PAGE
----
#1




Power Meters?
What do you think of this power meter. I don't want pedal one until they come out with Shimano cleat model and I don't want a hub based. What if any does the group use?4IIII PRECISION PRO SHIMANO ULTEGRA R8000 DUALSIDED CRANKSET
Deacon Mark 
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#2




Power Meters?
On Thursday, April 29, 2021 at 8:40:22 AM UTC7, Mark cleary wrote:
What do you think of this power meter. I don't want pedal one until they come out with Shimano cleat model and I don't want a hub based. What if any does the group use?4IIII PRECISION PRO SHIMANO ULTEGRA R8000 DUALSIDED CRANKSET Deacon Mark Since I'm not racing it doesn't interest me in the least whether I know exactly how much power I'm generating or not. My Garmin calculates the amount of Calories I'm expending by assuming that there is no wind. So 1.2 calories per second of actual riding time is about 200 watts of power output. If you have a head or tail wind you can adjust your output per second during that time though circular courses generally have the same up an down adjustments so that the Garmin is fairly accurate. The Garmin program tells you the actual moving time so that you can calculate calories per second. Of course, this only counts on flat ground and full out efforts, most of the time you are riding well below your peak and so the readings are inaccurate as hell. But why do you need to know how much power you are generating? 
#3




Power Meters?
Op donderdag 29 april 2021 om 17:40:22 UTC+2 schreef Mark cleary:
What do you think of this power meter. I don't want pedal one until they come out with Shimano cleat model and I don't want a hub based. What if any does the group use?4IIII PRECISION PRO SHIMANO ULTEGRA R8000 DUALSIDED CRANKSET Deacon Mark Mark the new Garmin power pedals have a Shimano option now: https://www.dcrainmaker.com/2021/03/...lookkeo.html Lou 
#4




Power Meters?
Op donderdag 29 april 2021 om 18:02:23 UTC+2 schreef :
On Thursday, April 29, 2021 at 8:40:22 AM UTC7, Mark cleary wrote: What do you think of this power meter. I don't want pedal one until they come out with Shimano cleat model and I don't want a hub based. What if any does the group use?4IIII PRECISION PRO SHIMANO ULTEGRA R8000 DUALSIDED CRANKSET Deacon Mark Since I'm not racing it doesn't interest me in the least whether I know exactly how much power I'm generating or not. My Garmin calculates the amount of Calories I'm expending by assuming that there is no wind. So 1.2 calories per second of actual riding time is about 200 watts of power output. If you have a head or tail wind you can adjust your output per second during that time though circular courses generally have the same up an down adjustments so that the Garmin is fairly accurate. The Garmin program tells you the actual moving time so that you can calculate calories per second. Of course, this only counts on flat ground and full out efforts, most of the time you are riding well below your peak and so the readings are inaccurate as hell. But why do you need to know how much power you are generating?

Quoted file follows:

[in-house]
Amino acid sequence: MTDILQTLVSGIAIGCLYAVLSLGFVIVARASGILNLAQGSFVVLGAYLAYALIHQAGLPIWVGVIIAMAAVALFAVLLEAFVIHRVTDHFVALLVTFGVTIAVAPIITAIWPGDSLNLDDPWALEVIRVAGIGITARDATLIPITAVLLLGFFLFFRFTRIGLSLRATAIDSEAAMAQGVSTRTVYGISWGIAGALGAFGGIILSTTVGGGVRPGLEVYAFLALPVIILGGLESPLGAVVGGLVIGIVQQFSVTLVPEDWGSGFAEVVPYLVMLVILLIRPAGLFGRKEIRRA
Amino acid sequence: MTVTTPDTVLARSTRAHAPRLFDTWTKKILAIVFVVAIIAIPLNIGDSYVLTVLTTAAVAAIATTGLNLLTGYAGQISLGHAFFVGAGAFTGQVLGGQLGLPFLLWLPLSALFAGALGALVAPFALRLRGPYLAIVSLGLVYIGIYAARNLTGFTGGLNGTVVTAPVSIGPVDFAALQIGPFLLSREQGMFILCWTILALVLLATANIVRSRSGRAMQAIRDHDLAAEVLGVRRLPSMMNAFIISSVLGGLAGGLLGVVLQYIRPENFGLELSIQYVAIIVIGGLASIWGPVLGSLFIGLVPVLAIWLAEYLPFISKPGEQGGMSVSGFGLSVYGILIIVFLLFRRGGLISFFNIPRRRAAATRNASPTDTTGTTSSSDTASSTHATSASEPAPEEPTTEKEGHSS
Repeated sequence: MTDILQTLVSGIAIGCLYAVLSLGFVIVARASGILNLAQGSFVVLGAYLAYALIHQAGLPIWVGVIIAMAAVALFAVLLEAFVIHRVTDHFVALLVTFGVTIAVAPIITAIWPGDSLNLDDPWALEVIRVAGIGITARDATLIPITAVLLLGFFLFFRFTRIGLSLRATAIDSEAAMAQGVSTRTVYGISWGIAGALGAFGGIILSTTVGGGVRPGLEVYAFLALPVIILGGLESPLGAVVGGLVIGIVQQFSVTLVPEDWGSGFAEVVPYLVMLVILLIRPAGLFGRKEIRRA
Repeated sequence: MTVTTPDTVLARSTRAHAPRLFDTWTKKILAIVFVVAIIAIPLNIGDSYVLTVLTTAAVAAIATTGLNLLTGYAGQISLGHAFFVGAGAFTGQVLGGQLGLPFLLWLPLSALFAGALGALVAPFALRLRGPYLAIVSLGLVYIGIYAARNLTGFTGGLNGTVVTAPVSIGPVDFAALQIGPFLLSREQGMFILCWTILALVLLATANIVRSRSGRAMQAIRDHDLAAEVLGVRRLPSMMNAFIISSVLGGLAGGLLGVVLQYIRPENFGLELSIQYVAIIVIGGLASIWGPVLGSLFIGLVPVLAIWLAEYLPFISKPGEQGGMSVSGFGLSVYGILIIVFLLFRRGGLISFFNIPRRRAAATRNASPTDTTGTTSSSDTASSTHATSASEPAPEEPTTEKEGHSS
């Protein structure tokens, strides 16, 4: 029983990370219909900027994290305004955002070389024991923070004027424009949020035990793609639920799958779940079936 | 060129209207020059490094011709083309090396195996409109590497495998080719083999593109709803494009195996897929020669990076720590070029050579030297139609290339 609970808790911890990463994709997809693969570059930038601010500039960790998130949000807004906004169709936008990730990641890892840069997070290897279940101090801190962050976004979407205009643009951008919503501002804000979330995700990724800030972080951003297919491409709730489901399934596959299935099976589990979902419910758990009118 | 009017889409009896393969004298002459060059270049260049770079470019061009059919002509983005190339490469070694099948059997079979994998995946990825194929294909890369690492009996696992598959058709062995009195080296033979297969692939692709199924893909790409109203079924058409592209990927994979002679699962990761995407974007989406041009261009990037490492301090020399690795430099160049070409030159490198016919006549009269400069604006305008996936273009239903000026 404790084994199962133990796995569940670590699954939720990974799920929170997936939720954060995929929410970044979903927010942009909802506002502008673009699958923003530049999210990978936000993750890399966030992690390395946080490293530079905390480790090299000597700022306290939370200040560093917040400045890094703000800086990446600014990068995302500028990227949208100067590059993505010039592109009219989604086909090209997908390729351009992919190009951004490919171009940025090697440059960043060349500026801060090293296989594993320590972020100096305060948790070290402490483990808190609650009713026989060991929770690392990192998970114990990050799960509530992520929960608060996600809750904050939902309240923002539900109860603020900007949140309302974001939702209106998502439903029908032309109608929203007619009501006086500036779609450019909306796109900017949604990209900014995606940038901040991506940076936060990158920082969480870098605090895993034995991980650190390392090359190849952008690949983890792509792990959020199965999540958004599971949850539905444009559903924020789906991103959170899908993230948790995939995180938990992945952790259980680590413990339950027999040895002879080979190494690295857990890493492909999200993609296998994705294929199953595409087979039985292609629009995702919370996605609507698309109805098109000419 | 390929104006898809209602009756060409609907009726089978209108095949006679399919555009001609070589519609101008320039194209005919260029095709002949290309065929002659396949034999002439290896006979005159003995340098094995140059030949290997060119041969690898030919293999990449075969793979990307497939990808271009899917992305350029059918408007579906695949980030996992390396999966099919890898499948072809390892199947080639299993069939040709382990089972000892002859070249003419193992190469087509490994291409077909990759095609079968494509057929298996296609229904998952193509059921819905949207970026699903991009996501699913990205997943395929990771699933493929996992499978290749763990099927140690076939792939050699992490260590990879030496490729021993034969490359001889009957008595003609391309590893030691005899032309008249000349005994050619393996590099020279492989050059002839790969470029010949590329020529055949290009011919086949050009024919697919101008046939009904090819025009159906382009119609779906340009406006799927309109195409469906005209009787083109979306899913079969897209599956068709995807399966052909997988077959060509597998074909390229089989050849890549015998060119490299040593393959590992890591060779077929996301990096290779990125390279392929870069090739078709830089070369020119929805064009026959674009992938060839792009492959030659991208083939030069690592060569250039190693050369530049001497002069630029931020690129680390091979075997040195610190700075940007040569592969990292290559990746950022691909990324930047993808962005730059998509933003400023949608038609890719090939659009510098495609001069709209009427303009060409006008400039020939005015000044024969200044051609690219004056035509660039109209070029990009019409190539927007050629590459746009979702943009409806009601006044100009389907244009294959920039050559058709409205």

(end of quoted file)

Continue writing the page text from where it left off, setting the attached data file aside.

#5




Power Meters?
Op donderdag 29 april 2021 om 18:02:23 UTC+2 schreef :
On Thursday, April 29, 2021 at 8:40:22 AM UTC7, Mark cleary wrote: What do you think of this power meter. I don't want pedal one until they come out with Shimano cleat model and I don't want a hub based. What if any does the group use?4IIII PRECISION PRO SHIMANO ULTEGRA R8000 DUALSIDED CRANKSET Deacon Mark Since I'm not racing it doesn't interest me in the least whether I know exactly how much power I'm generating or not. My Garmin calculates the amount of Calories I'm expending by assuming that there is no wind. So 1.2 calories per second of actual riding time is about 200 watts of power output. If you have a head or tail wind you can adjust your output per second during that time though circular courses generally have the same up an down adjustments so that the Garmin is fairly accurate. The Garmin program tells you the actual moving time so that you can calculate calories per second. Of course, this only counts on flat ground and full out efforts, most of the time you are riding well below your peak and so the readings are inaccurate as hell. But why do you need to know how much power you are generating? Tom it isn't about you this time. Why do you need to know the power you are generating? As a reference for your trainings intensity. You are not into that? OK, don't use them. Simple. Lou 
#6




Power Meters?
On 4/29/2021 10:05 AM, Lou Holtman wrote: